Glycolic acid is an alpha hydroxy acid (AHA) that works by removing dead skin cells, unclogging pores and reducing inflammation. This is effective in reducing existing blemishes, in addition to the accompanying redness and irritation associated with acne mechanica.
Glycolic acid is commonly used in chemical peels, but can also be found in OTC topical skin care products. While you can purchase glycolic acid for an at-home chemical peel at low concentrations, these treatments can have side effects, including hyperpigmentation, scarring or even infection.
For a safer option, choose a glycolic acid cream or gel with a 10% concentration. These products have been shown to significantly improve cases of mild acne. It is recommended to use your glycolic acid once per day, applying it in the evening to clean skin.
Benzoyl peroxide works by increasing the skin cell turnover rate and clearing dead skin cells, bacteria and oil from pores. OTC options include cleansers and creams, with prescription strength formulations available for more severe cases.
Cleansers that contain benzoyl peroxide are typically lathered across the impacted area for 10 to 20 seconds before being rinsed off, while creams are applied after using a mild cleanser. Some creams can be left on, others must be rinsed off after a few minutes, so be sure to follow any instructions provided with your cream.
Products containing benzoyl peroxide can effectively treat acne in as little as 5 days, however, benzoyl peroxide can irritate the skin, causing dryness and scaling. It’s also not recommended for use during pregnancy.
Retinol works by speeding up the shedding process of dead skin cells to leave newer, healthier skin in its place. Retinol also works to reduce inflammation and to minimize oil on the skin’s surface.
When adding retinol to your routine, start by applying it once per week. If you do not experience any skin irritation, increase application to every second day. As retinol increases the skin’s susceptibility to sun damage, it should only be applied in the evening.
Before applying retinol, rinse your face using warm water. Let your skin air dry for a few minutes and, once dry, apply a pea-sized amount of retinol cream to your finger tip.
Dab the cream on your chin and massage upward across your face. After application, apply a moisturizing cream. The morning after application, use an SPF cream to protect your skin from UV damage.
The side effects of retinol include burning, peeling, dry skin and stinging where it’s applied.
How to Prevent Acne Mechanica
Since this form of acne is the result of physical irritation, the best prevention is to avoid this irritation in the first place. That said, when this is impossible, there are some steps you can take to minimize irritation.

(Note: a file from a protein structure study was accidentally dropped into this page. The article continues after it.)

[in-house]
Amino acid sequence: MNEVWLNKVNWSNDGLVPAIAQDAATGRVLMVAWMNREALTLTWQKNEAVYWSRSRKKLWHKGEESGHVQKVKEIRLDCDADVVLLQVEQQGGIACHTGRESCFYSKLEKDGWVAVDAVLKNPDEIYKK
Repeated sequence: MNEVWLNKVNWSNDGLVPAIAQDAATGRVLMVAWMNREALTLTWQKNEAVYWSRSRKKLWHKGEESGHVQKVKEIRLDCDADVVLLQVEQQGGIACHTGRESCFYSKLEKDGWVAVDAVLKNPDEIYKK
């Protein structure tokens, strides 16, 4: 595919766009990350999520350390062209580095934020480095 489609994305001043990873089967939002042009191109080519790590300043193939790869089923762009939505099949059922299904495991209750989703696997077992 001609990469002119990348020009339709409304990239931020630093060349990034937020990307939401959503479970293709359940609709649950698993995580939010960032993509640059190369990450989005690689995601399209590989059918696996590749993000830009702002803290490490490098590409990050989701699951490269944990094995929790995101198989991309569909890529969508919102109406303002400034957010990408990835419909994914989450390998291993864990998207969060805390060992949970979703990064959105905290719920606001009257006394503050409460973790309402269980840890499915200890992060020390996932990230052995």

Wear clean, breathable fabrics
Fabrics such as cotton, bamboo and linen allow skin to breathe, sweat to evaporate, and heat to dissipate. Choose sports equipment designed with synthetic fabrics specifically engineered to be breathable and to draw sweat away from skin.
Additionally, it is important to wear clean clothing, because soiled clothing likely contains bacteria or sweat that will irritate skin.
Wash sports equipment after each use and, following any physical activity, be sure to remove sweaty equipment or clothing as soon as possible.
Keeping the area clean
Regularly wash the areas prone to acne mechanica using a mild cleanser. This helps to clear away any dead skin, oils, or bacteria already present on the skin so that when friction does occur, it is less likely to cause acne.
Acne-fighting cleansers, particularly salicylic and alpha hydroxy acids, can be used regularly as a preventative measure. They can be used regularly to remove excess oil, dead skin, dirt and bacteria from the skin’s surface.
Acne mechanica is a treatable and preventable form of acne caused by the buildup of bacteria in clogged pores brought on by excess heat and friction. This results in acne that appears similar to rash for mild cases but can develop into severe inflammatory acne. Tight clothing and sports equipment are some of the most common contributors to the development of acne mechanica.
Effective treatment includes minimizing or eliminating repeated friction in vulnerable areas, and applying a topical cream or cleanser with salicylic or glycolic acid, benzoyl peroxide or retinol. This will serve to clear up existing acne and reduce the risk of worsening acne.
To prevent acne mechanica from occurring, wear loose, breathable fabrics to avoid friction and trapping heat and moisture. It is equally important to maintain hygiene: wash often, and change clothes and equipment regularly in order to avoid the buildup of any bacteria.